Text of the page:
The Lowdown on Kegel Exercises – Guest Post by Alyssa @ SheBop

SheBop is a local, woman-owned adult boutique here in Portland that focuses on educating and creating a safe, fun environment for people of all genders and orientations. We love them for their unwavering dedication to healthy & safe sexuality and women’s rights, and their exceptional knowledge. Read on to discover why the PC muscles are important and how to strengthen them!

Of all the muscles that comprise the pelvic floor, the pubococcygeus muscles are probably the most famous. The pubococcygeus muscles (more well-known as the PC muscles) run from the pubic bone to the tailbone, and form a sort of figure eight around the genitals. All people have PC muscles, and these muscles are instrumental in sexual response — in fact, they involuntarily contract during orgasm, and help to propel ejaculate.

In the forties, a gynecologist named Dr. Arnold Kegel developed the idea of exercising the PC muscles, and the concept of kegel exercises was born. Although Kegel was primarily focused on treating urinary incontinence, one of his papers did mention off-handedly that “sexual appreciation can be increased by restoring function of the pubococcygeus.” Indeed, kegel exercises are now largely associated with sexuality, and for good reason — doing them regularly has many sexual benefits.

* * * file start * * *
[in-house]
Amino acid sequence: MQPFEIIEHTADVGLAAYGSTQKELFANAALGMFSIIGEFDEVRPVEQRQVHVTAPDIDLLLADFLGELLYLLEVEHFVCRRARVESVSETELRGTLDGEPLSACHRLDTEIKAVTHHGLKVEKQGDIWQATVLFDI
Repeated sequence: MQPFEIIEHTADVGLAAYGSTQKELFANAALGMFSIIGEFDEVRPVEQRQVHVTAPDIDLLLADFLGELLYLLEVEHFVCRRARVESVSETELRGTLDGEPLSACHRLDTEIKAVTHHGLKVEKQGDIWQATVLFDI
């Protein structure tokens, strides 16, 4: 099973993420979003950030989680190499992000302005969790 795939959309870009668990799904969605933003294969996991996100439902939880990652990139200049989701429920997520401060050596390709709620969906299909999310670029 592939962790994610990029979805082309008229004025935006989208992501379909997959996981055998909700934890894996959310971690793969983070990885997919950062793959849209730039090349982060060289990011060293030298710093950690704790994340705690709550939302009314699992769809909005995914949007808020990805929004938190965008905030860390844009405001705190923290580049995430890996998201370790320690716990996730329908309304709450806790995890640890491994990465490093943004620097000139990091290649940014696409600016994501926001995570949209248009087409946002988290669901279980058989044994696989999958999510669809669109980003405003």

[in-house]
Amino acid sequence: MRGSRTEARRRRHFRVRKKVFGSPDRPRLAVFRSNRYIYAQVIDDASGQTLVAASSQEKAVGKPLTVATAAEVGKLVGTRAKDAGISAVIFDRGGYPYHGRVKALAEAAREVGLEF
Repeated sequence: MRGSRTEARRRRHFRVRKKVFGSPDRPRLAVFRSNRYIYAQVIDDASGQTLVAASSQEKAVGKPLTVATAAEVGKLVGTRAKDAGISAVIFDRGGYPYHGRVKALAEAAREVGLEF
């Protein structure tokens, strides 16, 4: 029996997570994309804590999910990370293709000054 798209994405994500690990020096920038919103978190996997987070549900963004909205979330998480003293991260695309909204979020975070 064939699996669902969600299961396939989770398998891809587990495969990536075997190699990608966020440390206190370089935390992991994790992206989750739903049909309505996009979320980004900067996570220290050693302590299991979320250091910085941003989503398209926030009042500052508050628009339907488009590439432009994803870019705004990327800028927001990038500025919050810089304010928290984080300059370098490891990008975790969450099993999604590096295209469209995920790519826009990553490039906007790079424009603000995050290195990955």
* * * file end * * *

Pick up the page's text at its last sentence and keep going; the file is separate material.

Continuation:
Kegel exercise generally consists of voluntarily and repetitively contracting and relaxing the PC muscles. Many associate kegel exercise with a tighter vagina, but that is just one perk of toned PC muscles. Regular kegel exercise can have a variety of pleasurable effects, such as heightened sexual sensitivity, stronger orgasms, and greater response to G-spot stimulation. The more the PC muscles are toned, the more they can relax, so kegels are great for those wanting to have anal sex, or for anyone experiencing difficulty with penetration. With kegel practice and repetition, some female-bodied people can even learn to ejaculate/squirt.

For male-bodied people, toned PC muscles can result in improved ejaculatory control, somewhat firmer erections, and a shorter refractory period (the span of time between ejaculations).

Kegel excercises can be extremely helpful during pregnancy and after birth as well. Kegels are well-known for facilitating excellent bladder control, so they can ease problems with urinary incontinence. Strengthened PC muscles can also prepare the pelvic floor for childbirth, and may help prevent tearing and episiotomy. After birth, regular exercise of the PC muscles can accelerate postpartum healing, restoring tightness and muscle tone in the vagina.

Read the rest of this entry and learn more about toning your kegel muscles on the SheBop blog!